1) The end user on the web makes a request to display data from the Oracle database
2) The request is received by the Web listener, which creates a connection with the Web Request Broker. The request is routed to a Web Request Broker. This can be a CGI, (WRB) Web Request Broker, or other custom software that intercepts the incoming reports
3) The request is then parsed by the broker and translated into a database request
4) The request is routed to the database server via Oracle Network Services where it is intercepted by the Oracle listener
5) The listener establishes a connection to Oracle and passes the SQL to Oracle for execution
6) The Oracle database services the request and sends raw row data back to the broker.
7) The broker then re-formats the row data into HTML or ASP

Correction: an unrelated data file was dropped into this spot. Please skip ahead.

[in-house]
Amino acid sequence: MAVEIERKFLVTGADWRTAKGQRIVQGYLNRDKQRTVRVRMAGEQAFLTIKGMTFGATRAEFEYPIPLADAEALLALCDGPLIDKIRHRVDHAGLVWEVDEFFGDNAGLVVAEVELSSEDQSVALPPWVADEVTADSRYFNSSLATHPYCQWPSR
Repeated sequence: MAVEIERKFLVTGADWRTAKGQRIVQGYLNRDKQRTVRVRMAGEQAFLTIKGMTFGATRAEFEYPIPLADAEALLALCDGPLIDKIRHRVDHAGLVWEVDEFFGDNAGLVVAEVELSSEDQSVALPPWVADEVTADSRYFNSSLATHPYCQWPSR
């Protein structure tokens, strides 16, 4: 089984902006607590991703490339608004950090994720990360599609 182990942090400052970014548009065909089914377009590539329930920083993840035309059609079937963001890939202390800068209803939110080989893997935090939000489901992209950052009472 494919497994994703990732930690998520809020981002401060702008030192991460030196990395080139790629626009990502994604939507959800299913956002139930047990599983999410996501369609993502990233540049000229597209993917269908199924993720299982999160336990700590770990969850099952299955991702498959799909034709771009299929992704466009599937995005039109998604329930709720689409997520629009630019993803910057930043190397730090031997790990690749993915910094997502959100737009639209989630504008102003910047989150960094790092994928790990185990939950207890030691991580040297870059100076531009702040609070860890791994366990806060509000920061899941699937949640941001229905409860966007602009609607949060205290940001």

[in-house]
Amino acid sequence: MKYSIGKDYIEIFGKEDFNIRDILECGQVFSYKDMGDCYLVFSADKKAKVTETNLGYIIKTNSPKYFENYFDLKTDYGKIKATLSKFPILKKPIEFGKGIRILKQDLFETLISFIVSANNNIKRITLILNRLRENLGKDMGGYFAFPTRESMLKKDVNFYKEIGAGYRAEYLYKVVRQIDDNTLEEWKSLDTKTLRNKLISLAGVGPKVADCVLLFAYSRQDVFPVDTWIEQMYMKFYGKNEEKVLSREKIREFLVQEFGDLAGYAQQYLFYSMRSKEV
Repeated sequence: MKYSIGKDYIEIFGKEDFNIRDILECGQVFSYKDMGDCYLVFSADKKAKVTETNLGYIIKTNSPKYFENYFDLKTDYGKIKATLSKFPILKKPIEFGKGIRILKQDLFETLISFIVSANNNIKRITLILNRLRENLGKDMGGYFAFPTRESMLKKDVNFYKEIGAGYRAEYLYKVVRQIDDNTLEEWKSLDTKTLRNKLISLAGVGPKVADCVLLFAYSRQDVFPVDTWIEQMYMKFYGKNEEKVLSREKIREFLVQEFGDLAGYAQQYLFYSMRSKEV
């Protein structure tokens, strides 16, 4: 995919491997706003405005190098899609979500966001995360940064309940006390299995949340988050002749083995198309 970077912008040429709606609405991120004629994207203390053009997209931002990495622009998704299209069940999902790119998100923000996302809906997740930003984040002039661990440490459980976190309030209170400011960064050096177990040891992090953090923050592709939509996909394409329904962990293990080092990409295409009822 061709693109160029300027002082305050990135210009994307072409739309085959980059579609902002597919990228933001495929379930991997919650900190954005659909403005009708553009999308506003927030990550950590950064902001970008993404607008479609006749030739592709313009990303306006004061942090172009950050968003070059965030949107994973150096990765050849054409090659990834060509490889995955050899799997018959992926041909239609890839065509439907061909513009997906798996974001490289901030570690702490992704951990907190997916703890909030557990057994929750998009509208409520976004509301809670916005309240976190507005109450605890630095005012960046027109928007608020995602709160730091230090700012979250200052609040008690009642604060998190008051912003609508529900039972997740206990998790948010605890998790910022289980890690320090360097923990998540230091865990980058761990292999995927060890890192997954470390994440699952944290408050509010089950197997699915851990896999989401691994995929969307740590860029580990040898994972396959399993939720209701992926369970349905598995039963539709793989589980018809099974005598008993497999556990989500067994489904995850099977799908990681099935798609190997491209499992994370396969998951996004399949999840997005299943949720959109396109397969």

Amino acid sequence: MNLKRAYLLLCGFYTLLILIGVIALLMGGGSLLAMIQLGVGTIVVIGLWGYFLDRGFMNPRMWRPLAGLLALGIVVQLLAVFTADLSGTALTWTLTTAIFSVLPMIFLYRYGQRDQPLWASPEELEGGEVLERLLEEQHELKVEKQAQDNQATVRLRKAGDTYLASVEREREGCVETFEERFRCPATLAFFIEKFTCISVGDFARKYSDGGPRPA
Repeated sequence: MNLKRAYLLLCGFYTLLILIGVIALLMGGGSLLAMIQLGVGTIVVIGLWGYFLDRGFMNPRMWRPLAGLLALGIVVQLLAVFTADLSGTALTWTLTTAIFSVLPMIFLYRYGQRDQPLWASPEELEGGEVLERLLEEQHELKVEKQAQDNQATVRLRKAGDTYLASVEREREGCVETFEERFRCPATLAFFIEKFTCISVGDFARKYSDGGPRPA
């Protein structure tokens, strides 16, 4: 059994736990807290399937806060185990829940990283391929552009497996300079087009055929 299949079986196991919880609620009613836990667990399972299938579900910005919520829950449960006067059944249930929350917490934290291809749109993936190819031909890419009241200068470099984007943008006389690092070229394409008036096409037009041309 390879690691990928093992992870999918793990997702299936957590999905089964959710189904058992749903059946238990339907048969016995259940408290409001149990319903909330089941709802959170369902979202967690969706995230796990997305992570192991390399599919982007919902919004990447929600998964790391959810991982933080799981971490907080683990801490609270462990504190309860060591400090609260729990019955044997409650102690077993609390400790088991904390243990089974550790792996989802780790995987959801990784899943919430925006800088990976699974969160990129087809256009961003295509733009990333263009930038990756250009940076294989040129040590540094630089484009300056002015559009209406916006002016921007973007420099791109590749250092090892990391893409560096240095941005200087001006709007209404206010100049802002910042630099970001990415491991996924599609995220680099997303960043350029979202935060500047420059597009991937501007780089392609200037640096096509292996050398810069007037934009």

8) The resulting Web Page is routed back to the requesting Web users
Multiple factors affect the performance of a Web database application. As Oracle DBAs, we need to examine the database interface layer, and how the table row requests are serviced by the Oracle database.
Our tuning opportunity is from the time an URL request is intercepted until the Oracle transaction is completed and returned to the client. We
need to focus on the processes happening between the time the query enter the Web request broker, and the result row data
is shipped to the Web broker. This is the same Oracle database that is used in other environments, using a web-based front-end interface.
The next lesson is about the Web Request Broker, its components, and how they function.